February 07, 2011




Urban growth may pose greater danger for poor children, more likely to be struck by


Hamilton, Ont. February 07, 2011A new study suggests rapid urban growth may lead to greater risks for children, who are more likely to be struck and severely injured by automobiles.

The study, published in the latest edition of Injury Prevention, suggests that as pedestrians, children are less able to adapt to changes in cities due to new housing construction and increasing income.

Specifically, researchers looked at the city of Edmonton, which has experienced considerable growth in recent years, due to the booming oil and gas industry. Between 1995 and 2005, the city saw a 15% increase in the size of its population and more than a 33% increase in its per capita income, adjusted for inflation.

“This growth in population has been accompanied by both sprawling suburban development but also the gentrification of some inner city areas,” says Niko Yiannakoulias, an assistant professor in the Department of Geography & Earth Sciences at McMaster University. “While economic growth brings greater wealth and renewal to cities, it may pose some risks to children who are unable to adapt to the changing transportation environment that accompanies this growth.”

Using data collected by Alberta Health Services, researchers looked at cases involving children 18 years of age or younger, who were admitted to emergency departments in Edmonton between 1996 and 2007.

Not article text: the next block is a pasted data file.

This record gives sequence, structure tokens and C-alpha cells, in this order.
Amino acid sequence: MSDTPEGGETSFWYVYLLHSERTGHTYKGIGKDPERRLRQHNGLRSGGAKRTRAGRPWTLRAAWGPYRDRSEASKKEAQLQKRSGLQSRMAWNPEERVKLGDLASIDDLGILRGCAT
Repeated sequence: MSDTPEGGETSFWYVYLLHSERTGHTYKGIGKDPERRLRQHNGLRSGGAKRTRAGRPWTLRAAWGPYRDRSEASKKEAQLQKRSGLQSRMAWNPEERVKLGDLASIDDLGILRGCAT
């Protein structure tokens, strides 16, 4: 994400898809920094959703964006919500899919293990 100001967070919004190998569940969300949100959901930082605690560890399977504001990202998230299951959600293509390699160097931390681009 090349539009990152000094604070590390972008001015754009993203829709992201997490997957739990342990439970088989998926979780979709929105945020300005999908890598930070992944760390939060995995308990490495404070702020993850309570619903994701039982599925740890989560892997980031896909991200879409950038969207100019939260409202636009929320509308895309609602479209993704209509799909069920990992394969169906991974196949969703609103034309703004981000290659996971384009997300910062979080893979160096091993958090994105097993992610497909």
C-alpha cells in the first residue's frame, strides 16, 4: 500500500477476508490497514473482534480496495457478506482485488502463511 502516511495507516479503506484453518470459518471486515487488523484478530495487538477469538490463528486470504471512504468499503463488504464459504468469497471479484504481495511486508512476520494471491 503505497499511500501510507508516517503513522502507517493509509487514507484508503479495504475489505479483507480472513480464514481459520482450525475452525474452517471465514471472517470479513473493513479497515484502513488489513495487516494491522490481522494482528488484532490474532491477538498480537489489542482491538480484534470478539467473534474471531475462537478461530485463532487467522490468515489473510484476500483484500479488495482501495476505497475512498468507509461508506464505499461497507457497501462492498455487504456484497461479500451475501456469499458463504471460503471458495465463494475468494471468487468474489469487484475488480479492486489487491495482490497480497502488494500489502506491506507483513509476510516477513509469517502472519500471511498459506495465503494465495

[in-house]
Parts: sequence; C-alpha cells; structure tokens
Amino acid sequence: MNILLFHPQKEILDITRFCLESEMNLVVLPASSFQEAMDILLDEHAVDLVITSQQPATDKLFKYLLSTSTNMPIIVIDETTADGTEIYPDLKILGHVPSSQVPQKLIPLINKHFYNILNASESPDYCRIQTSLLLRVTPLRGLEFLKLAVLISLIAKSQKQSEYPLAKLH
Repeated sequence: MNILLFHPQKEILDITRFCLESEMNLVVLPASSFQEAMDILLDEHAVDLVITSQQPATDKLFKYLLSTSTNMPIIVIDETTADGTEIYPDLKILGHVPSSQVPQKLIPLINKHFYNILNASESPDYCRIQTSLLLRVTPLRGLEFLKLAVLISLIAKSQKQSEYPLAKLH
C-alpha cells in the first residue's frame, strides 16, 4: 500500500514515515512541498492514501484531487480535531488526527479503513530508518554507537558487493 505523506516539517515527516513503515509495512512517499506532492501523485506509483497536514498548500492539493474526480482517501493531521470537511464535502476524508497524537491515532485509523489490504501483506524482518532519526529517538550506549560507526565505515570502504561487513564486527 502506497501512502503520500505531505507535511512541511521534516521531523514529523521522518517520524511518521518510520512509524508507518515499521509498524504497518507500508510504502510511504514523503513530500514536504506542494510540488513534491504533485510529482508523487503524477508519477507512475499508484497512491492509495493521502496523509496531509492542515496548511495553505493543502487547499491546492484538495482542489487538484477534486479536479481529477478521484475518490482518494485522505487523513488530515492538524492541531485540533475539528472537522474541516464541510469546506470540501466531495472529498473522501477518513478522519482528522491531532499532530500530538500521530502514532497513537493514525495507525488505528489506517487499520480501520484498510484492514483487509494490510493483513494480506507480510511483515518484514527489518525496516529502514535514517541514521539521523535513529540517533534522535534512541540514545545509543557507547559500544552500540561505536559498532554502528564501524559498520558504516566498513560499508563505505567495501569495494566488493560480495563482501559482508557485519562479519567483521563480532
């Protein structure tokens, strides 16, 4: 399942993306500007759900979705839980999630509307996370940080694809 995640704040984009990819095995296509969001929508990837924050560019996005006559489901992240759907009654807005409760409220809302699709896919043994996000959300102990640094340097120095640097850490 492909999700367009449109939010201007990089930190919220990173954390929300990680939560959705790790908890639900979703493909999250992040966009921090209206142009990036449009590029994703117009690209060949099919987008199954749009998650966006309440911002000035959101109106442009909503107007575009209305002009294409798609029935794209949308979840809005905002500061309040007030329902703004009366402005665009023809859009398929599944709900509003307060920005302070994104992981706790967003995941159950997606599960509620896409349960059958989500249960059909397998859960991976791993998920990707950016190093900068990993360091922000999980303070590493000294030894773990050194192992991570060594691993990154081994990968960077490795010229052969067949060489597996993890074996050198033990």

Over the study period, the incidence of emergency department-reported child pedestrian injury appeared to decline slightly. However, from 2000 and 2007 cases of severe injuries rose in low income neighbourhoods, particularly among girls.

The research suggests this could be related to the type of housing development in these areas, which often include multifamily dwellings and may be more dense. As a result, children are exposed to many more cars and trucks on the roads and an influx of new residents unfamiliar with the local traffic environment.


“When we have a better understanding of rapid urban growth we can work towards better injury prevention policies,” says Yiannakoulias. “We need to understand more fully the short and long-term consequences of urban change on motor vehicle-related injury and, in particular, the effects on marginalized people and places.”

The research was funded by the Social Science and Humanities Research Council.

McMaster University, one of four Canadian universities listed among the Top 100 universities in the world, is renowned for its innovation in both learning and discovery. It has a student population of 23,000, and more than 140,000 alumni in 128 countries.





For more information, please contact:


Michelle Donovan

Public Relations Manager, Broadcast Media

McMaster University

905-525-9140, ext. 22869